When Digby Baker-Porazinski received the email, a significant academic decision about which he’d been ambivalent suddenly crystalized. The Stony Brook University freshman hadn’t yet declared a major, mainly because he had a number of interests and didn’t want to close off any opportunities. But the email propelled Baker-Porazinski to make a decision: he’d declare himself a theater major as a sign of solidarity with a department that was suddenly under threat.
The email, written by Department of Theatre Arts chair John Lutterbie, was sent April 28 to students in that department. It had clearly been written at a moment when Lutterbie was reeling from just-received news that his department was among those being targeted for significant restructuring by the university, an effort to mitigate an anticipated budget shortfall of $1.5 million, the origin of which has still not been explained well and which is particularly hard to understand in light of the fact that the state approved a $8 billion allocation to SUNY schools in April. Lutterbie explained to students that he and his colleagues had just received the news that same morning, and that while many of the specifics of the plan were not yet clear to him, those that had been divulged by Sacha Kopp, Dean of Arts and Sciences, would essentially gut the department.
“[T]he administration is suspending admission of any new majors or minors to the Theatre Arts program and turning The Department of Theatre Arts into a service-only department,” thereby only offering elective courses, Lutterbie wrote, adding, “Many faculty will more than likely be let go; some will hopefully be absorbed by other departments.” While Lutterbie was measured in his words, it was clear that he was frustrated and hoped the students would join him and his colleagues in defending Theatre Arts at Stony Brook. “There are certainly many decisions the Dean and upper administration could have made to deal with their budget shortfall,” Lutterbie continued. “This is the one they decided on despite, according to the Dean, positive trends in our department.” Lutterbie concluded by encouraging students to “have your voice heard” by phoning or emailing Dean Kopp or Provost Michael Bernstein, adding, “We promise to be forthright and pass on any new information as we get it.”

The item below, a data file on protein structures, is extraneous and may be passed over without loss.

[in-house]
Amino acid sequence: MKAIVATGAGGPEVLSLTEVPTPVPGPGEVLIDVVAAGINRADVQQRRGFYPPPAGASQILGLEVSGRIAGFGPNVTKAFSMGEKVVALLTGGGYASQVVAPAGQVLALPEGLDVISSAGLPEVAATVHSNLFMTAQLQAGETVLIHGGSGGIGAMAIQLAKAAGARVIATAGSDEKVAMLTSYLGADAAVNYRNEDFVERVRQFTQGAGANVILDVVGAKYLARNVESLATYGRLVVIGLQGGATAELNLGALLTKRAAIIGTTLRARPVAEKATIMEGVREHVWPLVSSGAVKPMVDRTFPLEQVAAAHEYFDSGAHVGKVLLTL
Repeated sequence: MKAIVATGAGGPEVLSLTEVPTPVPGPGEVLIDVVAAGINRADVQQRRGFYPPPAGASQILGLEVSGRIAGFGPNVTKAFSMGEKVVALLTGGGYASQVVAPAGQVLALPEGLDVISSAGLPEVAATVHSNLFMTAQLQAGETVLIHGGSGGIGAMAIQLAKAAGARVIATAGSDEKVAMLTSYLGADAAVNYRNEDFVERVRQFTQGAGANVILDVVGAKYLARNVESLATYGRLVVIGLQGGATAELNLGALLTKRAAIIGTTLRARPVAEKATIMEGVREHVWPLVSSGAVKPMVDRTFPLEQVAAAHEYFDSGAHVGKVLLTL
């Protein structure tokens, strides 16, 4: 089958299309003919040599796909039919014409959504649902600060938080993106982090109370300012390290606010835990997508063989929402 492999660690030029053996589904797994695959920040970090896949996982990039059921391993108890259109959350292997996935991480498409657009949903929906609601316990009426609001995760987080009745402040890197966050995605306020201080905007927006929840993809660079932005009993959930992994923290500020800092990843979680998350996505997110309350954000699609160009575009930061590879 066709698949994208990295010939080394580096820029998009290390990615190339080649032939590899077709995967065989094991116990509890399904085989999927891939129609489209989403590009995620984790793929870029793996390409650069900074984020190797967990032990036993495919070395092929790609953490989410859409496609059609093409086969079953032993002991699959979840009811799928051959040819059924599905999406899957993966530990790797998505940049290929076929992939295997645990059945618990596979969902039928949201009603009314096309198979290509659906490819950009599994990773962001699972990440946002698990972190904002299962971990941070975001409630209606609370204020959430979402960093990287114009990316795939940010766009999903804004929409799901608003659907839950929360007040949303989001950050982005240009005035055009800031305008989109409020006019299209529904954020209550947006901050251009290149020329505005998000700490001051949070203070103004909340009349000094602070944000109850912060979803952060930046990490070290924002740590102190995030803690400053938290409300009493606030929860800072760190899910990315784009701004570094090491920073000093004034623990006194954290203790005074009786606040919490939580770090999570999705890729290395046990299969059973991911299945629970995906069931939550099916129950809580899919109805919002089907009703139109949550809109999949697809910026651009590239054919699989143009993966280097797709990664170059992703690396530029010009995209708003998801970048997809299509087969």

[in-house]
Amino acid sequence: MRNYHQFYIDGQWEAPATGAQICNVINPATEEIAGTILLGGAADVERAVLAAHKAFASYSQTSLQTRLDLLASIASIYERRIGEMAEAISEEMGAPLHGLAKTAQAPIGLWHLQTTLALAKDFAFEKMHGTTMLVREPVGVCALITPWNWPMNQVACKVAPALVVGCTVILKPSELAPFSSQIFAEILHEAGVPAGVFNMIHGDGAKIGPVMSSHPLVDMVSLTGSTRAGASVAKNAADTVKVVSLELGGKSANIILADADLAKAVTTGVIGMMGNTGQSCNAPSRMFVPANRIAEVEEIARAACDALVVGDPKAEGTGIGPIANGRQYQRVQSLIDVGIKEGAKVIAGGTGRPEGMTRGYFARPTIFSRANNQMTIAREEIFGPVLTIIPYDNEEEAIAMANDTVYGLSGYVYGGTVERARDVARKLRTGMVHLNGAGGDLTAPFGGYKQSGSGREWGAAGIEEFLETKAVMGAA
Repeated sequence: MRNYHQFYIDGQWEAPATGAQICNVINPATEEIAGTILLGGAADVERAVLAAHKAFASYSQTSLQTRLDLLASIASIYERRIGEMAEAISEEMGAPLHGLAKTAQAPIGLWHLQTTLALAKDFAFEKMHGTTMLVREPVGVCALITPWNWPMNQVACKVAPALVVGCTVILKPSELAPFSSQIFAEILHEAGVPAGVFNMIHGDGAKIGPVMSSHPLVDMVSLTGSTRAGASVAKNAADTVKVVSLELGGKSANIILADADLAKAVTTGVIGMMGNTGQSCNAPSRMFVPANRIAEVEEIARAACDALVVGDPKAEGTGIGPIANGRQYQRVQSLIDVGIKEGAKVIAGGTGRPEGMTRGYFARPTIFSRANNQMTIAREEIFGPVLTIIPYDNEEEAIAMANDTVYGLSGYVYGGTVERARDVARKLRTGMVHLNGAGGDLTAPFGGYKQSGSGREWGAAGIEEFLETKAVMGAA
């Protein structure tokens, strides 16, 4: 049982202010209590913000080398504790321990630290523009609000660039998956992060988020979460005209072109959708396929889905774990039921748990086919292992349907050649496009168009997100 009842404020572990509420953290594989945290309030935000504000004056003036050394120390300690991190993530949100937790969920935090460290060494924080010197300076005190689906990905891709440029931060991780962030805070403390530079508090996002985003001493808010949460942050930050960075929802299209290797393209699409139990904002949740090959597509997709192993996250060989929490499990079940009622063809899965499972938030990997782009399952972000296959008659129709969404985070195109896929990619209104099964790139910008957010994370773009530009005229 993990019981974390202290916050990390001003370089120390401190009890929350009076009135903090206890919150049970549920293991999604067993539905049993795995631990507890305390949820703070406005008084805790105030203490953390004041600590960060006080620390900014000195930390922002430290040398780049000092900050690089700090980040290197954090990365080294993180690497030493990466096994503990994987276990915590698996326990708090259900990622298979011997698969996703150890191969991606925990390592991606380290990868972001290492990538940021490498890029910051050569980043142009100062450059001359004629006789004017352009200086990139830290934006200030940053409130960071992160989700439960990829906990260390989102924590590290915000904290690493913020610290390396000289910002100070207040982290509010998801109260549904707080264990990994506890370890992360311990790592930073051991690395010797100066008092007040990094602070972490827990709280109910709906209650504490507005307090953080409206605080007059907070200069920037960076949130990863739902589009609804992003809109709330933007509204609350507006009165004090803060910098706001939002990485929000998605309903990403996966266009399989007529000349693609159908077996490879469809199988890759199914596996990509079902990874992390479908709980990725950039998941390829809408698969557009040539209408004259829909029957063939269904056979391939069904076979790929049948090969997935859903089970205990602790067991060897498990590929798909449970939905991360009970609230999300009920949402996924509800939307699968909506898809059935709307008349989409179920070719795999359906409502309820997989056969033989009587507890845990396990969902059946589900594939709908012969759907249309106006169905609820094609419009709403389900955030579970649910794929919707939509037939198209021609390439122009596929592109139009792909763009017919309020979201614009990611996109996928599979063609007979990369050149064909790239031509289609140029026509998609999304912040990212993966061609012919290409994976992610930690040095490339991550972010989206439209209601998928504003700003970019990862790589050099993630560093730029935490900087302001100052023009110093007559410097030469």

Baker-Porazinski declared his major almost immediately, as Lutterbie’s email also assured students that current majors and minors would be allowed to complete their degrees — 46 students currently identify as Theatre Arts majors — but new ones would not be admitted. But that step was just one act of resistance; Baker-Porazinski felt that it was critical to understand how and why the university had gotten to this point. That sense of urgency became more acute as he learned that other departments in the humanities were being similarly targeted. Languages, cultural studies, comparative literature, and cinema studies are the other programs slated for consolidation, an action that will affect more than 200 undergraduates who have declared majors in these subjects. He organized a protest for May 3, to coincide with a campus-wide celebration called Strawberry Fest. While only about 30 students showed up, they were able to collect thousands of signatures on a petition calling for the university to reassess its plan, which had not yet been made public by the dean to students. “Hardly anyone knew what was happening at this point,” Baker-Porazinski said.
The next day Dean Kopp sent an email with the subject line “Possible changes in majors in the College of Arts and Sciences,” in which he detailed the proposal to close the budget gap. The email had at least two immediate consequences: the Graduate Student Union began to mobilize its own resistance, “March for Humanities,” which included a protest on May 10 that attracted about 200 people. Meanwhile, Baker-Porazinski, using whatever information he could find, tried to crunch the numbers so that he could identify what alternatives might have been available to the university. “It didn’t add up,” he said. With the shortfall representing less than 2% of the annual operating $2.6 billion budget of Stony Brook, why couldn’t an across-the-board budget cut of the same percentage avert the humanities crisis?